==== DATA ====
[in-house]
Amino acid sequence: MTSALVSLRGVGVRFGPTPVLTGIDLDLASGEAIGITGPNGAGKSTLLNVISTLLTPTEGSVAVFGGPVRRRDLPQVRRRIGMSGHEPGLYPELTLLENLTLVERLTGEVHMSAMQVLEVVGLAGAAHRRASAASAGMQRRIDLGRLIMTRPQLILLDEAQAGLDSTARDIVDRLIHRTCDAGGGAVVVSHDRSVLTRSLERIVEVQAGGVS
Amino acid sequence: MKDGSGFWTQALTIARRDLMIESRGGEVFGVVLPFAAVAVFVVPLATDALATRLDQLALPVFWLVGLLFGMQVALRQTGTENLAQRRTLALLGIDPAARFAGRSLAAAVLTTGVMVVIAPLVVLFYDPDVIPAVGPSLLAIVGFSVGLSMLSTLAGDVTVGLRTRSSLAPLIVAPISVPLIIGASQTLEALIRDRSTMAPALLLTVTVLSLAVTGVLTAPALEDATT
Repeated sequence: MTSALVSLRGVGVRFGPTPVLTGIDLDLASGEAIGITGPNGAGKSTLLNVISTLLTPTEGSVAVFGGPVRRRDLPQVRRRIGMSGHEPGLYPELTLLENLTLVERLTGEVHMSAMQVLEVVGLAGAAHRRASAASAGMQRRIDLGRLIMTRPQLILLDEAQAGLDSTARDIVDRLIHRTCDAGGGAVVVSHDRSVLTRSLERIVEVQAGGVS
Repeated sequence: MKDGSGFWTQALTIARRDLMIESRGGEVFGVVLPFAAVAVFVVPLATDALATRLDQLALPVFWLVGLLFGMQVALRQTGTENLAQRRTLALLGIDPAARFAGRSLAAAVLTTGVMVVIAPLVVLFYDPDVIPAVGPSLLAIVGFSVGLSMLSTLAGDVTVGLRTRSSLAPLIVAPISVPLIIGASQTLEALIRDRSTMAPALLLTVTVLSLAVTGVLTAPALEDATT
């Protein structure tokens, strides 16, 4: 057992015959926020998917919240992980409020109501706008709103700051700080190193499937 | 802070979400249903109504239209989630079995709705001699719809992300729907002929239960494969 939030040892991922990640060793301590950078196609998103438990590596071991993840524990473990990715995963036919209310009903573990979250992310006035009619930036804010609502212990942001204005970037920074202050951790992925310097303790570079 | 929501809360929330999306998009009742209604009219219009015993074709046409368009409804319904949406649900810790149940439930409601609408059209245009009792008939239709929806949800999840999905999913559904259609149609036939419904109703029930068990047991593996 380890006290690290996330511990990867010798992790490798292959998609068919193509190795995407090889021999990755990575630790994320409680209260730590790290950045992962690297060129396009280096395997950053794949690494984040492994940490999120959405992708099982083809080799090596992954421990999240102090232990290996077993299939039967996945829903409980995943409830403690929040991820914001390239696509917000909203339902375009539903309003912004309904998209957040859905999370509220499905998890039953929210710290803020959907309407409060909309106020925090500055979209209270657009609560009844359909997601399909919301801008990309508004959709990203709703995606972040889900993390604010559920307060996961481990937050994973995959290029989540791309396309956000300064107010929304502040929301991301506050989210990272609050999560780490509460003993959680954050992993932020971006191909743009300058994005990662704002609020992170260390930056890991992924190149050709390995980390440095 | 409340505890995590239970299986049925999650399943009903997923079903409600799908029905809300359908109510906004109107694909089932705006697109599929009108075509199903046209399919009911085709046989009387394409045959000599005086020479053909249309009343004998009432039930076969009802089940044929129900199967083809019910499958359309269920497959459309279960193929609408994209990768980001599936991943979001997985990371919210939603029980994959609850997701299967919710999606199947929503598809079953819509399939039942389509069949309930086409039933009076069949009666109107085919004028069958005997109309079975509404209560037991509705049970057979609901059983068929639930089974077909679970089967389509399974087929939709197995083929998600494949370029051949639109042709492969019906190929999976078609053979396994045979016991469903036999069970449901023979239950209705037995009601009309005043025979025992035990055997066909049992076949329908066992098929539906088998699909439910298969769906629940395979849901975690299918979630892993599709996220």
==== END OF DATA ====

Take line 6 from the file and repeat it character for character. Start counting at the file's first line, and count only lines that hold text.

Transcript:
């Protein structure tokens, strides 16, 4: 057992015959926020998917919240992980409020109501706008709103700051700080190193499937 | 802070979400249903109504239209989630079995709705001699719809992300729907002929239960494969 939030040892991922990640060793301590950078196609998103438990590596071991993840524990473990990715995963036919209310009903573990979250992310006035009619930036804010609502212990942001204005970037920074202050951790992925310097303790570079 | 929501809360929330999306998009009742209604009219219009015993074709046409368009409804319904949406649900810790149940439930409601609408059209245009009792008939239709929806949800999840999905999913559904259609149609036939419904109703029930068990047991593996 380890006290690290996330511990990867010798992790490798292959998609068919193509190795995407090889021999990755990575630790994320409680209260730590790290950045992962690297060129396009280096395997950053794949690494984040492994940490999120959405992708099982083809080799090596992954421990999240102090232990290996077993299939039967996945829903409980995943409830403690929040991820914001390239696509917000909203339902375009539903309003912004309904998209957040859905999370509220499905998890039953929210710290803020959907309407409060909309106020925090500055979209209270657009609560009844359909997601399909919301801008990309508004959709990203709703995606972040889900993390604010559920307060996961481990937050994973995959290029989540791309396309956000300064107010929304502040929301991301506050989210990272609050999560780490509460003993959680954050992993932020971006191909743009300058994005990662704002609020992170260390930056890991992924190149050709390995980390440095 | 409340505890995590239970299986049925999650399943009903997923079903409600799908029905809300359908109510906004109107694909089932705006697109599929009108075509199903046209399919009911085709046989009387394409045959000599005086020479053909249309009343004998009432039930076969009802089940044929129900199967083809019910499958359309269920497959459309279960193929609408994209990768980001599936991943979001997985990371919210939603029980994959609850997701299967919710999606199947929503598809079953819509399939039942389509069949309930086409039933009076069949009666109107085919004028069958005997109309079975509404209560037991509705049970057979609901059983068929639930089974077909679970089967389509399974087929939709197995083929998600494949370029051949639109042709492969019906190929999976078609053979396994045979016991469903036999069970449901023979239950209705037995009601009309005043025979025992035990055997066909049992076949329908066992098929539906088998699909439910298969769906629940395979849901975690299918979630892993599709996220």